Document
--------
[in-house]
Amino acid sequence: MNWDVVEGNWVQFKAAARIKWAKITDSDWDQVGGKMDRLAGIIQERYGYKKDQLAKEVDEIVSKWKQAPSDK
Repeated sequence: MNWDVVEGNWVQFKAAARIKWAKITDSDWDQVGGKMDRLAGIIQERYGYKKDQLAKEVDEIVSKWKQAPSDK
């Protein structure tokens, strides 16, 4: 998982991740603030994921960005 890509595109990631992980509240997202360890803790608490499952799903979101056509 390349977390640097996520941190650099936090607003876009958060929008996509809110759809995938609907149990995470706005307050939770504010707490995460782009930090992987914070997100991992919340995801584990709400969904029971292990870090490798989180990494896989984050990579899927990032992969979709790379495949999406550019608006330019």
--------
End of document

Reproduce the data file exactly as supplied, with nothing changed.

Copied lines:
[in-house]
Amino acid sequence: MNWDVVEGNWVQFKAAARIKWAKITDSDWDQVGGKMDRLAGIIQERYGYKKDQLAKEVDEIVSKWKQAPSDK
Repeated sequence: MNWDVVEGNWVQFKAAARIKWAKITDSDWDQVGGKMDRLAGIIQERYGYKKDQLAKEVDEIVSKWKQAPSDK
């Protein structure tokens, strides 16, 4: 998982991740603030994921960005 890509595109990631992980509240997202360890803790608490499952799903979101056509 390349977390640097996520941190650099936090607003876009958060929008996509809110759809995938609907149990995470706005307050939770504010707490995460782009930090992987914070997100991992919340995801584990709400969904029971292990870090490798989180990494896989984050990579899927990032992969979709790379495949999406550019608006330019």